Queen of the Mist, 3 Stars

Queen of the Mist
Charing Cross Theatre
15th Aug to 5th October 2019

Queen of the Mist explores the fickle world of celebrity and sensationalism with an unconventional heroine determined not to live an ordinary life. With a soaring score that incorporates turn-of-the-century themes with LaChiusa‚Äôs insightful and engaging style, this award-winning musical is the story of how one woman risked death so that she could live.”

Review by Richard Lambert, 3 Stars

How wonderful that the Charing Cross Theatre has remained in traverse for yet another musical. It works – when you have a brilliant Director like Dom O’Hanlon, who knows how to use the space so everyone in the audience feels they’re looking to the front of the production!

With a wonderful pitch-perfect choral quality from the cast and an incredible note perfect orchestra this is definitely a show for concert lovers!

The story is a simple one – lacking money to pay the rent, and looking for greatness, Anna Dawson Taylor, left her home and eventually came to Buffalo NY. With newspapers spouting other peoples’ failures to interact in various ways with the Niagara Falls she sets out to “shoot the falls in a barrel” and survive. And she did just that! Made even more remarkable by the fact that she was a 63 year old woman in a time when it was considered lewd and crass to be a female celebrity.

There’s a build up to the event which closes Act 1 magnificently.

Unfortunately, the 2nd half suffers the same fate as her life…..drawn out and rather low-key, talking about past achievements. Although done extremely well theatrically, there’s not much story left to tell.

The Stage floor is a marvel in itself! Set Designer Tara Usher had a stroke of genius when she designed a floor based on a flattened out wooden beer barrel. This was utilised so well by lighting designer Beth Gupwell in uplighting this floor through the barrel cracks. Looks fabulous! Along with the lighting design throughout which is just superb – matching the mood, musically in tune, and artistically brilliant!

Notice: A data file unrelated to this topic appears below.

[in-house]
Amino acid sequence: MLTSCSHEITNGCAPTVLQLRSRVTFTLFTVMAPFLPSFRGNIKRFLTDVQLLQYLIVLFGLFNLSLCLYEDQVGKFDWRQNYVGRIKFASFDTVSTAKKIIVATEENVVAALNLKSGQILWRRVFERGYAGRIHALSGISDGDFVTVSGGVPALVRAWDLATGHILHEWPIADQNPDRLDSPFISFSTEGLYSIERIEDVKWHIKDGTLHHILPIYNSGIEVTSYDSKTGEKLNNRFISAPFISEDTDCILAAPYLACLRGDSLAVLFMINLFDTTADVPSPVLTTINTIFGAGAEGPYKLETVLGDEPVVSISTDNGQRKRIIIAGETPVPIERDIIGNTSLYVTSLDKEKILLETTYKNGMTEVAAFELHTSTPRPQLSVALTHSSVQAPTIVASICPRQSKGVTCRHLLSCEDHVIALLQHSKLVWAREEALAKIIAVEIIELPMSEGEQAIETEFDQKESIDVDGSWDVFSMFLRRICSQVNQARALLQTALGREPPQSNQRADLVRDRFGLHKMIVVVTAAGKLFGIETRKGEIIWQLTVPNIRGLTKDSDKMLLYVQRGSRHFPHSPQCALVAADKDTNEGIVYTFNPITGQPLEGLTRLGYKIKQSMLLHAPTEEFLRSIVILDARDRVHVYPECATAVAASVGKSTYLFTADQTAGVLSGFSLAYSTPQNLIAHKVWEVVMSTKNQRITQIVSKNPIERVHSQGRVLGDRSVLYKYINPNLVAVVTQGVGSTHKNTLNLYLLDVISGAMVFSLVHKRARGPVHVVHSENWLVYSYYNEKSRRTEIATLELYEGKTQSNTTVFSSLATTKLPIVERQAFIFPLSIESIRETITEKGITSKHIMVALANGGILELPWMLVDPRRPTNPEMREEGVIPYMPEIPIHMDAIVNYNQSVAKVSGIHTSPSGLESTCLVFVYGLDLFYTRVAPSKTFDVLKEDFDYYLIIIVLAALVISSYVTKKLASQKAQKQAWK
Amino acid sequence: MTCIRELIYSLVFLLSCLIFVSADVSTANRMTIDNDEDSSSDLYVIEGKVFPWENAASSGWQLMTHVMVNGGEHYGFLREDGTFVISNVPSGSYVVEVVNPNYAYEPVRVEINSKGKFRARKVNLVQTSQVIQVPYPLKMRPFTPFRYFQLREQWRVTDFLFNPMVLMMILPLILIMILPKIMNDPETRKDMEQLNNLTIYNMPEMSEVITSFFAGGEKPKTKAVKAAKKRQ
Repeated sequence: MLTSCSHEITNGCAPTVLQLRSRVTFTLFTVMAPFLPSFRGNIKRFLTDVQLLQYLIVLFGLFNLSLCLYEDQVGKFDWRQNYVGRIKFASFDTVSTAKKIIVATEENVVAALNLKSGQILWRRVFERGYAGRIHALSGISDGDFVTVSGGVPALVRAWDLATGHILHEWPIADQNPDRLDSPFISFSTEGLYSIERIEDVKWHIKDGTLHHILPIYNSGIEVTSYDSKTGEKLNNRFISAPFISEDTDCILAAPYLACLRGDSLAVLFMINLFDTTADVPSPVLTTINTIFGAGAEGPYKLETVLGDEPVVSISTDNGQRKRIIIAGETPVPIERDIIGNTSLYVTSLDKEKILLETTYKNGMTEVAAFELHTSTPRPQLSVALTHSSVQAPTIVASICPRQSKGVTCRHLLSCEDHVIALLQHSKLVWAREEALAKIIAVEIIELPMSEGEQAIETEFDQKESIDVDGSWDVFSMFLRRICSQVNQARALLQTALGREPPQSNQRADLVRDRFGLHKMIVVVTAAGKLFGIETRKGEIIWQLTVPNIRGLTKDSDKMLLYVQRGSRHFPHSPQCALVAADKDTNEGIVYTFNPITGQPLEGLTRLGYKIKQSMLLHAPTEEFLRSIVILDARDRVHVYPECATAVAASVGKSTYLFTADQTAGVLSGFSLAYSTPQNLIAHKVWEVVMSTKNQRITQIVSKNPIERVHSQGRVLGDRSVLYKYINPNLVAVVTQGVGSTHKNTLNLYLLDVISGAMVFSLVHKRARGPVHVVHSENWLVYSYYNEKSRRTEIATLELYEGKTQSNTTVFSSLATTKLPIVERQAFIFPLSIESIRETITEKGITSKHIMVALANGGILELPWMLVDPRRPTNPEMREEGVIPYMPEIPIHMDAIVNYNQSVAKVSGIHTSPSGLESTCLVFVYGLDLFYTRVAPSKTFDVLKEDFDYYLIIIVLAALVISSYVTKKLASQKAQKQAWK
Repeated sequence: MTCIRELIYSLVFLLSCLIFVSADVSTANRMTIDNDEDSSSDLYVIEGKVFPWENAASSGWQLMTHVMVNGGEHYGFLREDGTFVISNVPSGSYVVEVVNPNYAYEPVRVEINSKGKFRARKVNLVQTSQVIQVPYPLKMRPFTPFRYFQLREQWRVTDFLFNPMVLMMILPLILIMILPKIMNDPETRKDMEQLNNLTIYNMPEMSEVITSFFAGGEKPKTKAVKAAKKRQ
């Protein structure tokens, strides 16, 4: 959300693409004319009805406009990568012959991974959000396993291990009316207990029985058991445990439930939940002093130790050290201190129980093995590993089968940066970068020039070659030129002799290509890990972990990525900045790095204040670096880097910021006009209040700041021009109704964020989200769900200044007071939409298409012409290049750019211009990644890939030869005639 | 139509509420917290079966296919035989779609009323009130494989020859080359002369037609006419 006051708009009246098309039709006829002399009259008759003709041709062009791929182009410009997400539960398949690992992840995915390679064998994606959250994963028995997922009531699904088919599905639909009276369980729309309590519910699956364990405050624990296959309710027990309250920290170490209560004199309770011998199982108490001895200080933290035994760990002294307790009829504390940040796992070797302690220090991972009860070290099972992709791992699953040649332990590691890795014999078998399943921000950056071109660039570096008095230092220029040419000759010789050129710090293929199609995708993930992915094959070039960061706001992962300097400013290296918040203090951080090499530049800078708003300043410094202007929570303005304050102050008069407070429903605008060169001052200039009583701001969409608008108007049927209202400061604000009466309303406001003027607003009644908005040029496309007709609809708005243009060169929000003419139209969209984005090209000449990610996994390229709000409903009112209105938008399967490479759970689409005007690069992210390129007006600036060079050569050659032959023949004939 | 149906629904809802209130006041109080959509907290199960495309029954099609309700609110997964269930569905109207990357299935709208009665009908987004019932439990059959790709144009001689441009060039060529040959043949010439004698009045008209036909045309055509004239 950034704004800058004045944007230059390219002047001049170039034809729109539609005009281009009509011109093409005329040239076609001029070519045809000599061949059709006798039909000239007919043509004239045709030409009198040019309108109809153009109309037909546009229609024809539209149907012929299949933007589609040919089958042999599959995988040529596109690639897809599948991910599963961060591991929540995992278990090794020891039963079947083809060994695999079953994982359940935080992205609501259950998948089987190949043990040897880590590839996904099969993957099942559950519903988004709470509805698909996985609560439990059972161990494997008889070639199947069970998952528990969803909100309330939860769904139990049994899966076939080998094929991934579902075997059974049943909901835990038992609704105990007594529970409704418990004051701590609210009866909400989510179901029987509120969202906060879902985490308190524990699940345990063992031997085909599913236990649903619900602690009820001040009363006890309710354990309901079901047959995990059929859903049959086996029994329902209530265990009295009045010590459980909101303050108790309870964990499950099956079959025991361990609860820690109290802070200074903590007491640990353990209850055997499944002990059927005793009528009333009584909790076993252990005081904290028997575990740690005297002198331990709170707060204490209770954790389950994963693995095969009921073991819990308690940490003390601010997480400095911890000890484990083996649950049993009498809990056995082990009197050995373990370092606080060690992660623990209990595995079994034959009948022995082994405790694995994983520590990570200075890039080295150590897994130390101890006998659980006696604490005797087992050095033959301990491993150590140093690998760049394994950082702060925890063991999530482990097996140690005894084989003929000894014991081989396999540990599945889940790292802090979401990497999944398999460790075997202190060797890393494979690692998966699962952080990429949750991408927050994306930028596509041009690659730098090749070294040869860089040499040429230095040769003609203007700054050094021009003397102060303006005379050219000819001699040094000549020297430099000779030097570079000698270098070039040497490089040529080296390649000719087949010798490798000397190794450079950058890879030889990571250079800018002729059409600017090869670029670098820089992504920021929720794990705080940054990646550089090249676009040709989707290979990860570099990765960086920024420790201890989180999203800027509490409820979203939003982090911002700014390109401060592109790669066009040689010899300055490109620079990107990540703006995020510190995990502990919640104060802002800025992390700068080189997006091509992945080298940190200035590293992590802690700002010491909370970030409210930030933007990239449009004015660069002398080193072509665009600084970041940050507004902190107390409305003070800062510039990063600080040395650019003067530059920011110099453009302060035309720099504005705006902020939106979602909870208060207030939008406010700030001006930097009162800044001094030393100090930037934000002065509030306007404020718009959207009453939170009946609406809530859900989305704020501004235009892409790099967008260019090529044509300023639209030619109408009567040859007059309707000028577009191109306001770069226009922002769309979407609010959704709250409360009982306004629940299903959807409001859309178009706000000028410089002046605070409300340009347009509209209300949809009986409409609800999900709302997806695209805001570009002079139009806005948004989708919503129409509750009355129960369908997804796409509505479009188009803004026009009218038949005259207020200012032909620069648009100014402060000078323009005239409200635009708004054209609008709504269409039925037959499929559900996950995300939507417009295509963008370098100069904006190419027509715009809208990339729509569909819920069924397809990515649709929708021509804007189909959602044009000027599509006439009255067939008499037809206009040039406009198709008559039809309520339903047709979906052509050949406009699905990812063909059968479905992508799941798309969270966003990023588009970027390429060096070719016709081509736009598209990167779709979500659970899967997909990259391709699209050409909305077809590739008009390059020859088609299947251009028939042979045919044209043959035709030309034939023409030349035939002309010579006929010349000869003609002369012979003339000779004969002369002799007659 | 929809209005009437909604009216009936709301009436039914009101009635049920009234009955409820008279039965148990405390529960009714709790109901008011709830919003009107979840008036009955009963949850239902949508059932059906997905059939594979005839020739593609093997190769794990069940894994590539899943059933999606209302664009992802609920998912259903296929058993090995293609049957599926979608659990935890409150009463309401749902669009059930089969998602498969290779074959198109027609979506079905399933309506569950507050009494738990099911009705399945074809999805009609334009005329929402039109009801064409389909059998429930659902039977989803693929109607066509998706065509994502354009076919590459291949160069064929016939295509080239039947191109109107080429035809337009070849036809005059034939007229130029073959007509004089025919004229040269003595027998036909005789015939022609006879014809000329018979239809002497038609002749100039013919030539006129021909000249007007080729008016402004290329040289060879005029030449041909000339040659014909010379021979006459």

The main character, Anna Dawson Taylor, according to this production, died in poverty. The Set however would suggest she died surrounded by what looks like expensive artifacts and nick-nacks all lit in display cabinet bookshelves – which would be far removed from poverty, so there was a bit of a disconnect in what we’re told and what we’re shown in the final scene.

One slight let down here is the choreography and the lines. After several lines of actors who are certainly not in a straight line you start to notice this, and then you look for this. It’s then apparent that the performer lines are never straight, spacing is never symmetrical and circles are off-centre. Even the Box Anna stands on in the finale is placed slightly off-centre. Perhaps it’s just me but I found this really distracting! You can tell from the pre-programmed lighting that the blocking is supposed to be centred. I suppose if you have to choose between singers and dancers the right choice has been made here, however it’s a shame that they can’t also space themselves better.

Aside from this, it’s a beautiful musical, incredibly strong on the music and vocals, making for a joyous evening at the theatre.